Sure, there is good and bad in everything. “Black Friday” is no exception. Everyone loves a deal, and stores try to outdo each other every year. Still, what does such a massive display of consumerism say about us as a society? Most especially in light of the mob trampling death at a Long Island Wal-Mart. What the hell? Is that sale so important, so vital, that “anything goes?”
We have all heard of trampling deaths as crowds attempt to escape disaster, or move through a mass religious experience, or even at sporting events. Can you imagine, being killed by those who are in such a hurry to get somewhere, they don’t give a damn if you live or die, and mow right over you? And now imagine that even to be nothing but a good price on a sub-standard TV or computer. Is that a hallmark of a sane group of people?
What kind of mindset does a person have to be in to become so involved with getting into a store that they are literally OK with trampling right over someone to do it? And then to complain, as some did, when the store was forced to close because of the death? Shame on the shoppers, and shame on Wal-Mart. It’s kind of like the old saying people tell children “it’s all fun and games, until someone loses an eye.” Well, someone got killed. The store should have either had adequate security in place or not opened. If the crowd was becoming unruly, the store should have remained closed. And everyone involved should step forward and face the music. Of course that’s not going to happen, but at least, hopefully, they are shamed enough to reform their behavior.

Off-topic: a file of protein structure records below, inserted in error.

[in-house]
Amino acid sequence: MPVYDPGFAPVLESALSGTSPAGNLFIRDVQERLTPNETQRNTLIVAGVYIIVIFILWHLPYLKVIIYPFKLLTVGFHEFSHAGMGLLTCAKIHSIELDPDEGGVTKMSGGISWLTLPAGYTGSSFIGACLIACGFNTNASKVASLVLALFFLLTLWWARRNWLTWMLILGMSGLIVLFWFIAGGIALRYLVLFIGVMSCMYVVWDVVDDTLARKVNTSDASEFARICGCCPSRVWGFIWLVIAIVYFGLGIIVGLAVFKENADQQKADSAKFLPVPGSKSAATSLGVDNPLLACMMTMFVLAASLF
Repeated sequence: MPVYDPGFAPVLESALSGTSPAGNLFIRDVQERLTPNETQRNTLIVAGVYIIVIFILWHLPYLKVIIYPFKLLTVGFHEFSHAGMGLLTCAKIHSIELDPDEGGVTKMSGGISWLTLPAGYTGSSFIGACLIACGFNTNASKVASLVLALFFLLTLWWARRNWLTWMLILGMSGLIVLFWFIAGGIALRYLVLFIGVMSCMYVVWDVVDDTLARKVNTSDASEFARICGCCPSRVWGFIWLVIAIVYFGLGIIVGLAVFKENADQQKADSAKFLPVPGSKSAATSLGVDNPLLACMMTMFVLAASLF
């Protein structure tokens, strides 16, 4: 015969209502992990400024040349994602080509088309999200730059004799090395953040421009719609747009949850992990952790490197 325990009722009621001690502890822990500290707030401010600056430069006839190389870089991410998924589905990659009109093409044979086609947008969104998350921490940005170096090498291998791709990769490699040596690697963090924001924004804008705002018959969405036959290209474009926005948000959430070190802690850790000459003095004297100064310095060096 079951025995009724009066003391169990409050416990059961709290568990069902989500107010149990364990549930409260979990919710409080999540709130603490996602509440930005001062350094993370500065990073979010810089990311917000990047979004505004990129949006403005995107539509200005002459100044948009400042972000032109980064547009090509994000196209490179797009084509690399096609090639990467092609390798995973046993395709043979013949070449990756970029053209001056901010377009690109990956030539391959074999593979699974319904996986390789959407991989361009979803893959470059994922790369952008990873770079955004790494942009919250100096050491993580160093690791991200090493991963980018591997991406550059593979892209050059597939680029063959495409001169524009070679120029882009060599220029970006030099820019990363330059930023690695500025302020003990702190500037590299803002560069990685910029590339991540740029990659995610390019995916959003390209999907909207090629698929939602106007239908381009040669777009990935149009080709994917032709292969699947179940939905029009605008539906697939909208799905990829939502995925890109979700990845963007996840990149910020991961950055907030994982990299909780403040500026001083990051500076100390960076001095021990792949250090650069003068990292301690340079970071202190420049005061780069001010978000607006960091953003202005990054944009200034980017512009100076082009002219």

Some will say it was just an accident, an unfortunate turn of events that just happened. Wrong! The death was a direct result of greed gone wild. The greed of individual shoppers who had no regard for what was going on, and the greed of the store for ignoring concerns and letting the mob run. All involved share guilt, and should share in responsibility.
To a more abstract thought – what is it that drives “Black Friday?” Just the rampant consumerism of the Christmas phenomenon, or is there more? Some live for the day, many hate it and won’t go anywhere near a store. I tend to the latter, although I did make some buys on the day a couple of times. To me it seems to be a celebration of the lesser. There is so much more we could do as individuals and as a society. Wouldn’t it be something if there was a day in the holiday season devoted to helping others? And please, don’t say Christmas is that day.
The trend the last few years has been for retailers to open earlier and offer more “doorbusters” to get the first shoppers. Some stores have even gone to opening at Midnight. Is it time to end the madness? Perhaps towns and cities could pass restrictions saying a store can’t open any earlier then it’s regular hours. And that they must have policies in place to deal with unruly crowds. And most importantly – if enough of us ignore the sales, Black Friday will become a thing of the past. Stores would be forced to have sales that were longer. Would that be such a bad thing?
And perhaps we could even find better things to do with ourselves our time, and our money.